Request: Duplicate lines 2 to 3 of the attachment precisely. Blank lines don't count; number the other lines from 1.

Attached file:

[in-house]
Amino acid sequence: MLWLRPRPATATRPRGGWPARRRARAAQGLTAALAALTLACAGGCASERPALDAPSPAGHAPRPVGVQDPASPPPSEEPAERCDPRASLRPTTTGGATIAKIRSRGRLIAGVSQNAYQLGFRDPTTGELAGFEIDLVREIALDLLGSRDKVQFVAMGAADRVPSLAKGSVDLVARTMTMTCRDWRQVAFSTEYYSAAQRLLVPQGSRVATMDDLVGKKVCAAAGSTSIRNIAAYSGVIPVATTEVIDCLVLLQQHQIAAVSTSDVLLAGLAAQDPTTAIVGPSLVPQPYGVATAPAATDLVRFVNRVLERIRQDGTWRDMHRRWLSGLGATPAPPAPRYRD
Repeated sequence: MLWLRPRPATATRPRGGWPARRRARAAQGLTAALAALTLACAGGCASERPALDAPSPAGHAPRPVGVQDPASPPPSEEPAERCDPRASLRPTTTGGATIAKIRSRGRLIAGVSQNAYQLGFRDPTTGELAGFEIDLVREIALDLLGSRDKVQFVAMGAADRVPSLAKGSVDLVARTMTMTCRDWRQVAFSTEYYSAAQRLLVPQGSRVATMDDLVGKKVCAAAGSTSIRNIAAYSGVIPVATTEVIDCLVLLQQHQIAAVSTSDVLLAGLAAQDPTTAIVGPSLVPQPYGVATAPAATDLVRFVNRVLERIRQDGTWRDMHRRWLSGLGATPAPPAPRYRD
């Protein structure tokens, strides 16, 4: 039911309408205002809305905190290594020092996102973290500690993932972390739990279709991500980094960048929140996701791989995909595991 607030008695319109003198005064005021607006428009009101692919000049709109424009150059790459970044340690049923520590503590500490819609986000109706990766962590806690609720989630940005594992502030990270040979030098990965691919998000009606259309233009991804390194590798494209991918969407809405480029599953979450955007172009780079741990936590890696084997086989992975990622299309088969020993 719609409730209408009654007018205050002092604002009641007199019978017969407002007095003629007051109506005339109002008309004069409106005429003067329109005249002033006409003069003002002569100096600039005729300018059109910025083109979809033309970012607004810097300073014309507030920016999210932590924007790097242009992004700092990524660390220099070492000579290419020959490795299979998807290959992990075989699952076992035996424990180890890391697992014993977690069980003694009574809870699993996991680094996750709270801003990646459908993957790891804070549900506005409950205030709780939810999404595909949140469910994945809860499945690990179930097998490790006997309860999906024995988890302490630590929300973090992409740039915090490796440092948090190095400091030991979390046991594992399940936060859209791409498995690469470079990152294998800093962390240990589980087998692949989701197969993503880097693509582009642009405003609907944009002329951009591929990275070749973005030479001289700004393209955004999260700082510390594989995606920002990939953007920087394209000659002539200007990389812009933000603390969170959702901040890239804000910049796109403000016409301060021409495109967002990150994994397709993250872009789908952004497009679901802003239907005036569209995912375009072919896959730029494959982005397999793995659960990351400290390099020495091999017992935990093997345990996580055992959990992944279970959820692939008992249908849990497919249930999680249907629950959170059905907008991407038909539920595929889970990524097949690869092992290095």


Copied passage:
Amino acid sequence: MLWLRPRPATATRPRGGWPARRRARAAQGLTAALAALTLACAGGCASERPALDAPSPAGHAPRPVGVQDPASPPPSEEPAERCDPRASLRPTTTGGATIAKIRSRGRLIAGVSQNAYQLGFRDPTTGELAGFEIDLVREIALDLLGSRDKVQFVAMGAADRVPSLAKGSVDLVARTMTMTCRDWRQVAFSTEYYSAAQRLLVPQGSRVATMDDLVGKKVCAAAGSTSIRNIAAYSGVIPVATTEVIDCLVLLQQHQIAAVSTSDVLLAGLAAQDPTTAIVGPSLVPQPYGVATAPAATDLVRFVNRVLERIRQDGTWRDMHRRWLSGLGATPAPPAPRYRD
Repeated sequence: MLWLRPRPATATRPRGGWPARRRARAAQGLTAALAALTLACAGGCASERPALDAPSPAGHAPRPVGVQDPASPPPSEEPAERCDPRASLRPTTTGGATIAKIRSRGRLIAGVSQNAYQLGFRDPTTGELAGFEIDLVREIALDLLGSRDKVQFVAMGAADRVPSLAKGSVDLVARTMTMTCRDWRQVAFSTEYYSAAQRLLVPQGSRVATMDDLVGKKVCAAAGSTSIRNIAAYSGVIPVATTEVIDCLVLLQQHQIAAVSTSDVLLAGLAAQDPTTAIVGPSLVPQPYGVATAPAATDLVRFVNRVLERIRQDGTWRDMHRRWLSGLGATPAPPAPRYRD